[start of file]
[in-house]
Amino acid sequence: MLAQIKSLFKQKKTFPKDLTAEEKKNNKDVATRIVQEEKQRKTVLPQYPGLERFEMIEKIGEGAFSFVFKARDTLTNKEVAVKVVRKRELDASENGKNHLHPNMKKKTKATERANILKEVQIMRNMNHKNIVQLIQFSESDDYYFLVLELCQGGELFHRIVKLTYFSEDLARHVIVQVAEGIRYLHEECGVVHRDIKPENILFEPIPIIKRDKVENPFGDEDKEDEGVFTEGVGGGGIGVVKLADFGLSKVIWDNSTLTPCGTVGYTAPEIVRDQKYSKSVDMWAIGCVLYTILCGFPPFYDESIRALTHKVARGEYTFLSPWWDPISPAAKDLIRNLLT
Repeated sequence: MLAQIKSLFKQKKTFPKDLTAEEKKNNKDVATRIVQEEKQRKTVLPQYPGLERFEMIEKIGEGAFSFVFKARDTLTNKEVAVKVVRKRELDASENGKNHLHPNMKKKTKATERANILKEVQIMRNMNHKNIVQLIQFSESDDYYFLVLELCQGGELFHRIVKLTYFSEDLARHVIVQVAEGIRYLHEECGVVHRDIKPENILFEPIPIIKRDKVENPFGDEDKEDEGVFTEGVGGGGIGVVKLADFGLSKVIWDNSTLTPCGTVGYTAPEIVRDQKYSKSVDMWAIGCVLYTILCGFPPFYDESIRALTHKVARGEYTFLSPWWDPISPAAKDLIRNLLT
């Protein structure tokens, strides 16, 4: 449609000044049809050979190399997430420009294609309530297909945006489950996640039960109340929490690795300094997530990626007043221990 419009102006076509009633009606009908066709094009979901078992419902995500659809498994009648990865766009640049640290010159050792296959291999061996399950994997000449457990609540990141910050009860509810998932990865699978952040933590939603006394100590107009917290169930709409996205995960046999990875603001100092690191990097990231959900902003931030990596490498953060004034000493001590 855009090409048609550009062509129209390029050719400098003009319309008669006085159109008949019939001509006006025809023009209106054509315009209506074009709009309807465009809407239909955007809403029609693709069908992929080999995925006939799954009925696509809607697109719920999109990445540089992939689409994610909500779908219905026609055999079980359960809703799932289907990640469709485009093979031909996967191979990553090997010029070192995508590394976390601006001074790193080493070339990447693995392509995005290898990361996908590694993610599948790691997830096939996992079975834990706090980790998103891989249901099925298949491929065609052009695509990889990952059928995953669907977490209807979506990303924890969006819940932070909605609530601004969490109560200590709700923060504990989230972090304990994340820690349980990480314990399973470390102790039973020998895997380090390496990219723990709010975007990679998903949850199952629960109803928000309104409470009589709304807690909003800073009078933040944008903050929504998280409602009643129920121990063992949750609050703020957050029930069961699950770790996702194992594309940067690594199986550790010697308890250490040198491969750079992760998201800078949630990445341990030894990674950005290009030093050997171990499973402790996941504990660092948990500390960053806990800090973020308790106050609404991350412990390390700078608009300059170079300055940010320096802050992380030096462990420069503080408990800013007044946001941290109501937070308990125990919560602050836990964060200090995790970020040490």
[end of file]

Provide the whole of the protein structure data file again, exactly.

[in-house]
Amino acid sequence: MLAQIKSLFKQKKTFPKDLTAEEKKNNKDVATRIVQEEKQRKTVLPQYPGLERFEMIEKIGEGAFSFVFKARDTLTNKEVAVKVVRKRELDASENGKNHLHPNMKKKTKATERANILKEVQIMRNMNHKNIVQLIQFSESDDYYFLVLELCQGGELFHRIVKLTYFSEDLARHVIVQVAEGIRYLHEECGVVHRDIKPENILFEPIPIIKRDKVENPFGDEDKEDEGVFTEGVGGGGIGVVKLADFGLSKVIWDNSTLTPCGTVGYTAPEIVRDQKYSKSVDMWAIGCVLYTILCGFPPFYDESIRALTHKVARGEYTFLSPWWDPISPAAKDLIRNLLT
Repeated sequence: MLAQIKSLFKQKKTFPKDLTAEEKKNNKDVATRIVQEEKQRKTVLPQYPGLERFEMIEKIGEGAFSFVFKARDTLTNKEVAVKVVRKRELDASENGKNHLHPNMKKKTKATERANILKEVQIMRNMNHKNIVQLIQFSESDDYYFLVLELCQGGELFHRIVKLTYFSEDLARHVIVQVAEGIRYLHEECGVVHRDIKPENILFEPIPIIKRDKVENPFGDEDKEDEGVFTEGVGGGGIGVVKLADFGLSKVIWDNSTLTPCGTVGYTAPEIVRDQKYSKSVDMWAIGCVLYTILCGFPPFYDESIRALTHKVARGEYTFLSPWWDPISPAAKDLIRNLLT
């Protein structure tokens, strides 16, 4: 449609000044049809050979190399997430420009294609309530297909945006489950996640039960109340929490690795300094997530990626007043221990 419009102006076509009633009606009908066709094009979901078992419902995500659809498994009648990865766009640049640290010159050792296959291999061996399950994997000449457990609540990141910050009860509810998932990865699978952040933590939603006394100590107009917290169930709409996205995960046999990875603001100092690191990097990231959900902003931030990596490498953060004034000493001590 855009090409048609550009062509129209390029050719400098003009319309008669006085159109008949019939001509006006025809023009209106054509315009209506074009709009309807465009809407239909955007809403029609693709069908992929080999995925006939799954009925696509809607697109719920999109990445540089992939689409994610909500779908219905026609055999079980359960809703799932289907990640469709485009093979031909996967191979990553090997010029070192995508590394976390601006001074790193080493070339990447693995392509995005290898990361996908590694993610599948790691997830096939996992079975834990706090980790998103891989249901099925298949491929065609052009695509990889990952059928995953669907977490209807979506990303924890969006819940932070909605609530601004969490109560200590709700923060504990989230972090304990994340820690349980990480314990399973470390102790039973020998895997380090390496990219723990709010975007990679998903949850199952629960109803928000309104409470009589709304807690909003800073009078933040944008903050929504998280409602009643129920121990063992949750609050703020957050029930069961699950770790996702194992594309940067690594199986550790010697308890250490040198491969750079992760998201800078949630990445341990030894990674950005290009030093050997171990499973402790996941504990660092948990500390960053806990800090973020308790106050609404991350412990390390700078608009300059170079300055940010320096802050992380030096462990420069503080408990800013007044946001941290109501937070308990125990919560602050836990964060200090995790970020040490």